I suck at relationships. My last experience in a serious relationship left me fearful of commitment and wary of the opposite gender.
I spent my years in text-everyday non-relationships… until I decided I was sick of it all because they just got me nowhere.
Then last week, I watched The Tinder Swindler.
Cecilie Fjellhøy is a 33-year-old Norwegian working as a senior user experience designer in a MNC. The Netflix documentary opens with her sitting in a dimly lit room. Her eyes brighten up as she talks about love – specifically, her desire for love.
“I think life is about love, because the most happiest times I’ve had is when I’ve been in love. That’s what’s most amazing about love – no matter how many heartbreaks you’ve had, you still go after it.”
At the time of filming, Cecilie had been on Tinder for seven years and had 1,024 matches on the dating app.
“I’m after that all-consuming, the kind of… What you’ve grown up with. The first memories that I have about love is Disney.”
She was consumed, for sure, but definitely not in the way she imagined.
Cecilie does go on to find a prince charming in the form of Simon Leviev, a self-proclaimed heir to a diamond dynasty who eventually leaves her with a debt of over US$200,000 and her life in tatters.
To all the boys I have loved
At many points throughout the documentary, I wanted to scream at Cecilie.
Red flag! The guy is sus! End it now! Run!
As I watched Cecilie throw herself into financial and emotional carnage, I felt myself strangely relating to her experience.
I’ve never been financially scammed by my ex or any of the text-everyday non-boyfriends, thankfully. But there was one thing I shared in common with Cecilie – ignoring all the red flags.
I behaved like a clown to earn myself some brownie points. I was deeply enamoured and fiercely determined to make things work.
Oxytocin, dopamine and serotonin rolled up to the party and left me all giddy. Rational reasoning left the chat.
The red flags waved furiously in the distance. But the fierce fire of the desire to be loved burned away at me.
The senior who texted me every day because he thought I was another girl.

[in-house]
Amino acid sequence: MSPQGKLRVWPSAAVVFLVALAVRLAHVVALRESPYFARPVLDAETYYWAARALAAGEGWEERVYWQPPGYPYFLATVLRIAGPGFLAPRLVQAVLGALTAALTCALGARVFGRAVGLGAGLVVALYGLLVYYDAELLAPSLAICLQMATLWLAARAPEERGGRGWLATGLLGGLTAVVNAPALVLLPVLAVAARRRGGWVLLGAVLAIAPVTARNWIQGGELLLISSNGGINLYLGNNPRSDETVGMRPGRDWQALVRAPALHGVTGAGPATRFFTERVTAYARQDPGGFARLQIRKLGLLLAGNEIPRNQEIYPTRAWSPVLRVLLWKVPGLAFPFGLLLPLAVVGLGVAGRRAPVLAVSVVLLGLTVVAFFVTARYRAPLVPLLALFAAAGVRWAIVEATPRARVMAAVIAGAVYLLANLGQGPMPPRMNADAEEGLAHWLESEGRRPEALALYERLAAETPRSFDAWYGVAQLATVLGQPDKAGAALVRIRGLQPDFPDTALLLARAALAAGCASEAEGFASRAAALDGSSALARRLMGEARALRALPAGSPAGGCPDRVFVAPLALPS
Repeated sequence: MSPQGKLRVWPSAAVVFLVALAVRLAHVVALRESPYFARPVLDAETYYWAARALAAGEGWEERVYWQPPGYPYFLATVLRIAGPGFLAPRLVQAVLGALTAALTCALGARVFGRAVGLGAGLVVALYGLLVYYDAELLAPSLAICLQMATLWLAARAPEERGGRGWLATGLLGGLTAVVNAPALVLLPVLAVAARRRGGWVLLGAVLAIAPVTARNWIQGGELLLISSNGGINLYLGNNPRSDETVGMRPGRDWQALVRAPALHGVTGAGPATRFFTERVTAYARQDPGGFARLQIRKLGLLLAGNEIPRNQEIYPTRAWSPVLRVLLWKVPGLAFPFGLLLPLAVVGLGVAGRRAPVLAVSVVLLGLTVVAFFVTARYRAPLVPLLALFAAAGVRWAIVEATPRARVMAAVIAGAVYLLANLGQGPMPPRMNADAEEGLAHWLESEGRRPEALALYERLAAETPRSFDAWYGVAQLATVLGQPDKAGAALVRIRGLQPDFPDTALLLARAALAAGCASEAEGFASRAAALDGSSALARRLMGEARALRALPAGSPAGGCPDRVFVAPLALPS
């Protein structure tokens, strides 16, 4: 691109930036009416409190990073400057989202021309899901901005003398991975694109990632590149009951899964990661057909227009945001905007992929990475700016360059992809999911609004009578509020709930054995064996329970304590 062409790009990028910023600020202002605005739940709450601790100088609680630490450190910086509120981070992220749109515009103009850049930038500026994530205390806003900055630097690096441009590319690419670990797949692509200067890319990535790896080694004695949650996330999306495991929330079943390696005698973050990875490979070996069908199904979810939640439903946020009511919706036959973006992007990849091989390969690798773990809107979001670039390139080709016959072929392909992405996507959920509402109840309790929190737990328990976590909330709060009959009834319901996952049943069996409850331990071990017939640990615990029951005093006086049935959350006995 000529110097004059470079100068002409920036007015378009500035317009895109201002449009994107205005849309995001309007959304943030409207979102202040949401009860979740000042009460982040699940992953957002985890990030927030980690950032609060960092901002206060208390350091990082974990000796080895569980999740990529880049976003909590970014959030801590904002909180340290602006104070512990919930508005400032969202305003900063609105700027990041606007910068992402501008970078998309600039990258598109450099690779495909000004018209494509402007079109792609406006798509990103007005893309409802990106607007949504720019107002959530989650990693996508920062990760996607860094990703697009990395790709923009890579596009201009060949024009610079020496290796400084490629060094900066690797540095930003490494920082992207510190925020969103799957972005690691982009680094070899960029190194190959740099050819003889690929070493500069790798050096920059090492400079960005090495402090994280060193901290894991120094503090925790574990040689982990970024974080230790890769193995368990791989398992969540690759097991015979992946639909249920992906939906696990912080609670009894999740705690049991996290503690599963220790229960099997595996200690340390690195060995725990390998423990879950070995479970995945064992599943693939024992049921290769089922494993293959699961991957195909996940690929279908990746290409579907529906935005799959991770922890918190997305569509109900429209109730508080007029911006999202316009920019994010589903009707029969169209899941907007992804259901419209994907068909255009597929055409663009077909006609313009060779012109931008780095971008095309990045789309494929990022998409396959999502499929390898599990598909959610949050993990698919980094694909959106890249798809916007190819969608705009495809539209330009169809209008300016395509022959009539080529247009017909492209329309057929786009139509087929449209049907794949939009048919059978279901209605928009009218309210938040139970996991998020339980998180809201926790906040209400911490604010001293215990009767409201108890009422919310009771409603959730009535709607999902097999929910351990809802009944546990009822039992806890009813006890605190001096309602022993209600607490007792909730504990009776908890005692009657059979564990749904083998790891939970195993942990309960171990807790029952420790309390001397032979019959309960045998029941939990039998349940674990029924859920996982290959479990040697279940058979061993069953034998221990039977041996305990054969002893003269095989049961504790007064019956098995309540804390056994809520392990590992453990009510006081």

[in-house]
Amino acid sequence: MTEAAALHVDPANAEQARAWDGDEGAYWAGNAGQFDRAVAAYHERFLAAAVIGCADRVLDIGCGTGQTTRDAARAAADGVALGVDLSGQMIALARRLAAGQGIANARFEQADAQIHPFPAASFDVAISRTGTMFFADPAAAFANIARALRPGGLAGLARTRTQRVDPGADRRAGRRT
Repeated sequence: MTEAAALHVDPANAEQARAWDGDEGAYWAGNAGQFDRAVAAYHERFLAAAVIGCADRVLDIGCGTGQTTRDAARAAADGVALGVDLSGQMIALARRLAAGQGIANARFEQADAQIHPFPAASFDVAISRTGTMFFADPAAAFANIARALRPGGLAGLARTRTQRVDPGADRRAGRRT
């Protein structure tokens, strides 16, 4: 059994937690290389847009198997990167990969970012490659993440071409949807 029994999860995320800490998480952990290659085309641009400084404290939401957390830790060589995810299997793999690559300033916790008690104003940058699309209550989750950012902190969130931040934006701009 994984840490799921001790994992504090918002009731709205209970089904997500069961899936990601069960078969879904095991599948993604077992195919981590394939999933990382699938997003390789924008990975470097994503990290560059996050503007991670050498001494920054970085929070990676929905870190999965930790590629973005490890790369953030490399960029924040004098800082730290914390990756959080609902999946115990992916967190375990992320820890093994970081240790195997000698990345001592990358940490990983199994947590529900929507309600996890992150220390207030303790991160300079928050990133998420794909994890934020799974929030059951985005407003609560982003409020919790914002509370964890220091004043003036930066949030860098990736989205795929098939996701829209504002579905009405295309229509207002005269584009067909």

I continued with the charade because I knew that it would all end once he knew he was texting the wrong number. He thought he was in love with his dream girl, and I was in love with the illusion.
The friend who I thought was interested in me but actually wanted to pursue a mutual friend.
He asked me to pick his outfits, hung around me all the time and was deeply invested in my schedule and who I was with. All this just so that he could get closer to that girl. I gullibly went along with all of that because I thought I was being pursued.
The guy who bared his heart to me over text every day for more than two years.
He told me everything about himself, and we often talked till the wee hours of the morning. I would stay up to help him complete his projects and look through his work for him. We felt oddly close virtually, but there was nothing in real life. He would ghost me for a few days, then return like nothing happened. Eventually my patience wore thin, and I decided to ghost him for good.
The man I almost married.
I desperately wanted a happy ending, so I put up with all kinds of abusive comments he made about me, my body and my family. I held it all in because I wanted to hold on to his promise of a married life together. All I got in return was a break-up text on our anniversary.
In my pursuit of a romantic delusion, I have at many points lost my head and my dignity.
Like Cecilie, I definitely felt the hesitation and the doubt. The red flags waved furiously in the distance. But the fierce fire of the desire to be loved burned away at me.